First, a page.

‘He sowed his seeds of grace so gently’

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Certain words get repeated when family and friends describe a man they adore and miss: loving, humble, brilliant, inspirational, cool.

A gentleman.

A singular soul.

Aubrey de Souza, who worked as an account executive at this newspaper group for several years, died on Jan. 17 at the age of 87, days before his birthday. “We met in 1973, married in Maine on Sept. 5, 1981 and lived and shared 43-plus glorious years together,” said Aubrey’s wife, Barbara de Souza. “I can only be grateful to him for sharing his best with me every one of those days… Aubrey I know is beaming. Who can resist that smile, that face? Because he sowed his seeds of grace so gently. I will always love you Aubrey.”

Chelsie Aria remembers her grandfather’s love. “Papasan, you were always there for me. You never BS me and you always reminded me how dynamite I was,” she said. “I will forever emulate you. You truly are a legend and there is no one like you. The love that you shared with Barbara de Souza gave me hope, that a soul’s counterpart does really exist in another. You both loved with a passion that is a rarity in this world. Rest in peace my amazing grandfather. I miss you so much already. I know you will forever watch over me and have my back.”

Aubrey de Souza was raised in New York City. He attended Antioch University, then studied history and political science at Youngstown University in Ohio, where he played basketball and baseball and was a member of the debating team.

He served as a Marine for three years, including eight months in the Korean War, leaving as a sergeant before embarking on a career spent mostly in his beloved New York City. De Souza was in ad sales at the New York Post, an account executive at CBS, an account executive at Conde Nast, cosmetics advertising manager for Mademoiselle magazine, director of advertising for Amsterdam News, director of advertising for the award-winning The City Sun newspaper, and co-owner of Boomers, one of the hottest jazz clubs in Greenwich Village in the 1970s, regularly featuring Miles Davis, Thelonious Monk, Nina Simone and other music legends.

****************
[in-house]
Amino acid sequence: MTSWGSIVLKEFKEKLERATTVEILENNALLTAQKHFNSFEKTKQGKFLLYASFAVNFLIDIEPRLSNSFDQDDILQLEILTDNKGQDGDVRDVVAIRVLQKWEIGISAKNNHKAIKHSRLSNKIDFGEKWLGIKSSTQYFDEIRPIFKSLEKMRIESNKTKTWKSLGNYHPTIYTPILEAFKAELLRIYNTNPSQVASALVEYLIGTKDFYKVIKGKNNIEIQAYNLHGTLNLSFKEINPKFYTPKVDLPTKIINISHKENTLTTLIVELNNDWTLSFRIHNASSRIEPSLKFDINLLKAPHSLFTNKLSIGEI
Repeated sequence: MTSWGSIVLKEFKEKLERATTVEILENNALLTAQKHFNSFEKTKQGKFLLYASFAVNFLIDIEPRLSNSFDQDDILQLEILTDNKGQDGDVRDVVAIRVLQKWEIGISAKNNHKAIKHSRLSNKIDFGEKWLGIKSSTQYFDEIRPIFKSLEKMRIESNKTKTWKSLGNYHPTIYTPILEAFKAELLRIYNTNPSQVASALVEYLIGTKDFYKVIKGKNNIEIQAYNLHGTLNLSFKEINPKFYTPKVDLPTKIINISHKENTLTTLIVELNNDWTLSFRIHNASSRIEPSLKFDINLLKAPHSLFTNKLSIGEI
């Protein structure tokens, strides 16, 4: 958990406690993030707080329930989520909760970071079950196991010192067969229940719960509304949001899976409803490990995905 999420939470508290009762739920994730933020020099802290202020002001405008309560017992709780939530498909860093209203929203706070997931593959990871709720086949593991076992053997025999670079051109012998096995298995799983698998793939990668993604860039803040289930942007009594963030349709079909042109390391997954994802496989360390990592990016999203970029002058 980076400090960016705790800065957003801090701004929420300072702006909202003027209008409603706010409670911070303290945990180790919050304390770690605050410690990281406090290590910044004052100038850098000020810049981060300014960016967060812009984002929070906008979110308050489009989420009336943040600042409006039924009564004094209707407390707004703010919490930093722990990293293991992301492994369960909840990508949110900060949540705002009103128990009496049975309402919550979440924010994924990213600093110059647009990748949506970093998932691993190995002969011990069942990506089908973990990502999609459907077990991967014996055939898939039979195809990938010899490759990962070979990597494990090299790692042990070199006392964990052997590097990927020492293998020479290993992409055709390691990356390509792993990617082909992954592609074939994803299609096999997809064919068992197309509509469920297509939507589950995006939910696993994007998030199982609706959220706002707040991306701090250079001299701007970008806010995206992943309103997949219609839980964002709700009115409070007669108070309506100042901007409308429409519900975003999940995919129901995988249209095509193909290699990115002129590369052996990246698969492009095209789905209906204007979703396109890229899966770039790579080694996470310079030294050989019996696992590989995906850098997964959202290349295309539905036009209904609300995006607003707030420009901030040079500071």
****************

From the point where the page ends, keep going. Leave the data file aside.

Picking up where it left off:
De Souza also worked as a model and actor, landing parts in TV commercials and movies such as Superfly and The Way of the World (starring Harvey Keitel). Co-workers could count on two things when de Souza entered the office: He was always positive and he was always sharply-dressed.

He was a people magnet. It wasn’t unusual to see a gaggle of folks gathered around his desk, soaking in his presence. He was utterly democratic when it came to human relations; he saw and brought out the best in everyone, no matter their race, religion or opinions.

His greatest love was people, and the greatest of these was his wife, Barbara, and the rest of his family.

“Uncle Aubrey and aunt Barbara have the most inspirational love I know. After 40-plus years you can still see the childlike love in their eyes,” said niece Alexandra Sanderson.

Aubrey and Barbara moved from their beautiful house in Maine to the charm of Orange, California in 2002. One year prior, Aubrey de Souza witnessed the terrorist attack on the Twin Towers from his office in Brooklyn Heights. He walked with hundreds of others through smoke and muck across the Brooklyn Bridge, to his home in the West Village.

Aubrey and Barbara created a new life in Orange County. Their passions abided: music, sports, theater, art, politics and people. They relished the simple, bouyant delights of music, food and conversation.

Aubrey de Souza did not wish for a service. He wanted a party.

Toward that end, Barbara and family are holding a private celebration on March 18. Aubrey de Souza is survived by Barbara, son Dane, grandchildren Chelsie and Miles, two brothers, six nieces and two nephews. They and countless others will not forget him. “Aubrey was a way-station for so many, a comfort zone, our logical and emotional facilitator,” said Dane. “The real guru that could touch your core with his infectious smile, if you were open… or not. You only had to be in his presence for two minutes to sense he was an original, a timeless piece, a man for all seasons with the style and swagger that personifies the jazz he loved.”